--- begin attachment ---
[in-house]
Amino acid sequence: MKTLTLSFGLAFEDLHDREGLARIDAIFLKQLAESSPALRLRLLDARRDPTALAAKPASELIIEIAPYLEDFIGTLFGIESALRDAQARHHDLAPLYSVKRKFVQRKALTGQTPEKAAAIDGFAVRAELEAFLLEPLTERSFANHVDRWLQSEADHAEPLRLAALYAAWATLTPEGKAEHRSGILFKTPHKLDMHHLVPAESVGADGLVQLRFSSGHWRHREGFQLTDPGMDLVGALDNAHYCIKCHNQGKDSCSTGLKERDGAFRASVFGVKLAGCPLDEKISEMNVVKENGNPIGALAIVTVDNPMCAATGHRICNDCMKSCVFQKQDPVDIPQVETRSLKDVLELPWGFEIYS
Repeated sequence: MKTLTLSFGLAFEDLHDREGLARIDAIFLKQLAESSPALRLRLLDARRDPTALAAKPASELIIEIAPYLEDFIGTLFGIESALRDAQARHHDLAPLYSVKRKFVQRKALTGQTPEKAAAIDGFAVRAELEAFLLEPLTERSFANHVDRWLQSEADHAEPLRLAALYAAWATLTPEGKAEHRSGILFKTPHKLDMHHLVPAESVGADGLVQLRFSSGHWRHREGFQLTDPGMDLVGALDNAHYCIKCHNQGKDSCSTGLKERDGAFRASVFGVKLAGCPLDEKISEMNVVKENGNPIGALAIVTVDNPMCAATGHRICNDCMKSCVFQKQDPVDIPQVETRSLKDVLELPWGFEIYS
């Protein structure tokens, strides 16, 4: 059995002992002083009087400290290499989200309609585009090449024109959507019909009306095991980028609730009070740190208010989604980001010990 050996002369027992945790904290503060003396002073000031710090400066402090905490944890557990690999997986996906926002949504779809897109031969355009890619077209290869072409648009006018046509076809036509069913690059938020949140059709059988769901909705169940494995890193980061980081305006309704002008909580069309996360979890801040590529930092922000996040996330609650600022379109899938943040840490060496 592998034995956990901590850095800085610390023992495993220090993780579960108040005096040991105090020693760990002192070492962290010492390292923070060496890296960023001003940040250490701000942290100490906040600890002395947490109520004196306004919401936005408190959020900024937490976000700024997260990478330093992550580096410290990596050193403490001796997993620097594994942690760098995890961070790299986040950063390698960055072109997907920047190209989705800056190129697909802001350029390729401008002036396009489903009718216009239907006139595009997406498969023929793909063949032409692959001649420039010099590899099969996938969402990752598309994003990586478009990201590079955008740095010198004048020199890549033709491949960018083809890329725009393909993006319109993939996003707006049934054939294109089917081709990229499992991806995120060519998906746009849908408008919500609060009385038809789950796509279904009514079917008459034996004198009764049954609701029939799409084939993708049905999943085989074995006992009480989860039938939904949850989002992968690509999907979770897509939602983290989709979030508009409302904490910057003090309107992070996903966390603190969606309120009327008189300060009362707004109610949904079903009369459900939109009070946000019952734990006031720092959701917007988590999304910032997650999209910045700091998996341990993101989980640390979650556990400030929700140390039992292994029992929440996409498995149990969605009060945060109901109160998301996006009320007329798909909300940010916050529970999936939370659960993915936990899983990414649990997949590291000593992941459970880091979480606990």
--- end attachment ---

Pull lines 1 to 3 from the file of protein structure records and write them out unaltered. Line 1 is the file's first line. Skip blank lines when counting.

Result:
[in-house]
Amino acid sequence: MKTLTLSFGLAFEDLHDREGLARIDAIFLKQLAESSPALRLRLLDARRDPTALAAKPASELIIEIAPYLEDFIGTLFGIESALRDAQARHHDLAPLYSVKRKFVQRKALTGQTPEKAAAIDGFAVRAELEAFLLEPLTERSFANHVDRWLQSEADHAEPLRLAALYAAWATLTPEGKAEHRSGILFKTPHKLDMHHLVPAESVGADGLVQLRFSSGHWRHREGFQLTDPGMDLVGALDNAHYCIKCHNQGKDSCSTGLKERDGAFRASVFGVKLAGCPLDEKISEMNVVKENGNPIGALAIVTVDNPMCAATGHRICNDCMKSCVFQKQDPVDIPQVETRSLKDVLELPWGFEIYS
Repeated sequence: MKTLTLSFGLAFEDLHDREGLARIDAIFLKQLAESSPALRLRLLDARRDPTALAAKPASELIIEIAPYLEDFIGTLFGIESALRDAQARHHDLAPLYSVKRKFVQRKALTGQTPEKAAAIDGFAVRAELEAFLLEPLTERSFANHVDRWLQSEADHAEPLRLAALYAAWATLTPEGKAEHRSGILFKTPHKLDMHHLVPAESVGADGLVQLRFSSGHWRHREGFQLTDPGMDLVGALDNAHYCIKCHNQGKDSCSTGLKERDGAFRASVFGVKLAGCPLDEKISEMNVVKENGNPIGALAIVTVDNPMCAATGHRICNDCMKSCVFQKQDPVDIPQVETRSLKDVLELPWGFEIYS